I see now where you’re coming from; thank you. Is there any evidence that we have seen thus far to indicate that the restraint was physical? I recall that there were no immediate signs of ligature marks, but has something more subtle arisen?

          • Hoya Loya
            03/11/2010 at 3:55 PM

            I believe there were materials found in Dylan’s library providing instructions on non-injurious restraint. Maybe someone else here remembers for certain.

            • Penelope
              03/11/2010 at 4:23 PM

              Hm, I wonder if those portions were highlighted. The idea of Dylan studiously highlighting BDSM texts cracks my shit up.

            • Carolina
              03/11/2010 at 7:14 PM

              Ah, brilliant. Let us hope.

          • Robert
            03/20/2010 at 8:50 AM

            As I had previously stated, there appears
            to be a serious conflict between the conclusions of the coroner and the theory being advanced by the prosecution.

            I seem to recall that the coroner, Lois Golinski, concluded that Robert was not subject to physical restraints. Instead, she theorized that he was subdued by a paralytic (for which she did not test) and/or smothered by a pillow for which she had found some fiber evidence.

            I find it curious that AUSA Kirschner
            has indicated that he will likely drop the paralytic theory and seek to introduce evidence that “restraints” were used.

            I myself have hypothesized that Wone may have been bound with restraints, but in such a refined way or for such a limited amount of time that either the evidence was not perceptible by the coroner or that she simply came to the wrong conclusion in this regard.

            According to Lou Chibarro’s article in yesterday’s dcagenda, prosecutors filed a motion in February seeking to
            “introduce evidence at trial that Price, Zaborsky and Ward engaged in possible criminal conduct . . . pertaining to the
            use of S&M related restraining devices as well as devices used to administer electrical shocks to a person’s genitals.”

            Chibarro’s article also refers back to the complaint which stated that “a paralytic must have been administered to Wone to render him immobile but [the prosecution] acknowledged that the autopsy and subsequent chemical tests could not find traces of such a drug in Wone’s body.”

            But now according to the Chibbaro article, Kirschner has “submitted a letter to the defense . . . saying that the government obtained new information from medical experts that appeared to raise doubts over whether Wone had been sexually assaulted or immobilized by a paralytic drug.”

            Is AUSA Kirschner really saying that Robert wasn’t physically restrained,
            chemically paralyzed and sexually assaulted?

            Or is Kirschner simply saying that the prosecution is not in a postion to prove any or all of the above?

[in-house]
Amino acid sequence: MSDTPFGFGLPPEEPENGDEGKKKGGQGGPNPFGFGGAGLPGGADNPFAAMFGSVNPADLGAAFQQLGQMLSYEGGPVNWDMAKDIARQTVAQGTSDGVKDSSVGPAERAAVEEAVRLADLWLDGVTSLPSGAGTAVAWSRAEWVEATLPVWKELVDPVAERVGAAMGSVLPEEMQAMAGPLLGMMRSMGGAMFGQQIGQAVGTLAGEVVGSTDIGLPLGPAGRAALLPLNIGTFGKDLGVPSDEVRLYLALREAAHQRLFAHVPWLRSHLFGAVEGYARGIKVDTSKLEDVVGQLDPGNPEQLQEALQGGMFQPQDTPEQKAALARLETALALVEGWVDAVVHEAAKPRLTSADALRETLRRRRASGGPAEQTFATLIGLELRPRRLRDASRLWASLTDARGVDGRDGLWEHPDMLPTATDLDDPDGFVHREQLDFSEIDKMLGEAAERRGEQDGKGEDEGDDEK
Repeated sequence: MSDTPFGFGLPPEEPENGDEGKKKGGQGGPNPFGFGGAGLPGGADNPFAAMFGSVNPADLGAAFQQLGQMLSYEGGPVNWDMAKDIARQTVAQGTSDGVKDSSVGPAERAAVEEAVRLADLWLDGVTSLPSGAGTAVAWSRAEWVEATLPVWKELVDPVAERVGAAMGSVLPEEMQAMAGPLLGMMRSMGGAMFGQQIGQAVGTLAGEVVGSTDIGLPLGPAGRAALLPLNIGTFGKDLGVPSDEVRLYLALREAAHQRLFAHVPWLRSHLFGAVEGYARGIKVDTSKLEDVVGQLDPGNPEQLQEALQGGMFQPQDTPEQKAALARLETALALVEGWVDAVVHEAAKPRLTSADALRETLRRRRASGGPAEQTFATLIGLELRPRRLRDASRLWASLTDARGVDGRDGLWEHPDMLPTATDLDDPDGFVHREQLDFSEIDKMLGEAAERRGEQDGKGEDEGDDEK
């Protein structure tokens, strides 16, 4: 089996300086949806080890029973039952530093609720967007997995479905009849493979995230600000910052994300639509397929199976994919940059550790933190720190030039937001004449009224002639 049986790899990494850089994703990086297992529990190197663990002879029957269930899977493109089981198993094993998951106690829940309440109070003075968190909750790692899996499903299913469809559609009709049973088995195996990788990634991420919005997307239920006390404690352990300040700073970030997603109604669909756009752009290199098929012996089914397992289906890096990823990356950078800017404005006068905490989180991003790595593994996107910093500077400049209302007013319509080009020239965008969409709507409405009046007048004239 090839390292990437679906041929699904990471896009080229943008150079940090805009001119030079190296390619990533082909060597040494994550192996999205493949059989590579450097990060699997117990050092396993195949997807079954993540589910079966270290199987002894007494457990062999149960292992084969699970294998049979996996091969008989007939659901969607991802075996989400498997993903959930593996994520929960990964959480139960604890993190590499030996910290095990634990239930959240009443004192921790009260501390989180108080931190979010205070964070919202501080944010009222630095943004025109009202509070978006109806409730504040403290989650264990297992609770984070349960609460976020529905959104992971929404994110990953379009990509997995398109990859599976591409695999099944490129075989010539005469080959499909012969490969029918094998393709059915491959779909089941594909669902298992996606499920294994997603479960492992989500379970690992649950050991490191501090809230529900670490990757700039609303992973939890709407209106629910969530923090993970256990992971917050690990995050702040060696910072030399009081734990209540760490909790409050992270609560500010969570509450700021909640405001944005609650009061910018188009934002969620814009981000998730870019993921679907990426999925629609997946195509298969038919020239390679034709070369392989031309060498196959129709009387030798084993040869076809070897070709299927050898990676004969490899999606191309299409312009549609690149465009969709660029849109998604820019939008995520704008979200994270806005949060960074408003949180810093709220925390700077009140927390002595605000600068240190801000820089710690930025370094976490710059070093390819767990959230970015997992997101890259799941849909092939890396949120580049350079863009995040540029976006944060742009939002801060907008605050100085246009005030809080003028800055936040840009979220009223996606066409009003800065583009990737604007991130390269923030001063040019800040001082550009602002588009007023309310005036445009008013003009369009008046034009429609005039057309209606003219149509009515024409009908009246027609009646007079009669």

Or is Kirschner saying that it will be easier to get a conviction for evidence tampering and/or obstruction of justice if the prosecution drops the previous theory of paralysis, immobilization and assault?

            I am still waiting for somebody to tell me about the significance of succyincholine?

  3. Clio
    03/10/2010 at 11:04 PM

    What did Whalen & Waid want from Dylan in 2007, the high-water-mark of the intruder theory? And, why did he agree to talk without attorneys present? Was it before or after his trip to Thailand?

    • Robert
      03/20/2010 at 8:53 AM

      CLIO Given the prosecution’s latest theory on restraints, it may be that with respect to Dylan we are talking about the “Thais” that bind.

      • Clio
        03/20/2010 at 12:36 PM

        Zing! The government claims, of course, that this 2007 visit to Dyl never occurred. According to them, it was Joe who was questioned then … about the “burglary” and not about the murder. Birdie and the Editors say that this assertion seemed to agitate Mr. Price on March 12. Why? Was his distress concern for Dyl’s honor or worry over his own testimony?

        • Robert
          03/20/2010 at 4:55 PM


          When it cUms to S&M, the defense may claim that James is a PLANT.


          Sounds like Joseph is WAIDing in 2 dangerous waters. Hopefully, it is only a matter of time before he’s WhALeN.

          The only honor about which Joe could be concerned is “honor among thieves” or PRIDE in murder in this case.

  4. Clio
    03/10/2010 at 11:21 PM

    One last discussion question, class:

    In what ways, if any, is the government’s reliance on Plant designed to rebut the defense’s claims of a homophobic or insensitive investigation?

  5. Craig
    03/10/2010 at 11:45 PM

    Good point Clio. We can expect the former MPD Gay Liaison Sgt. Brett Parson to testify as well. He’ll likely provide some cover for Kirschner.

Comments are closed.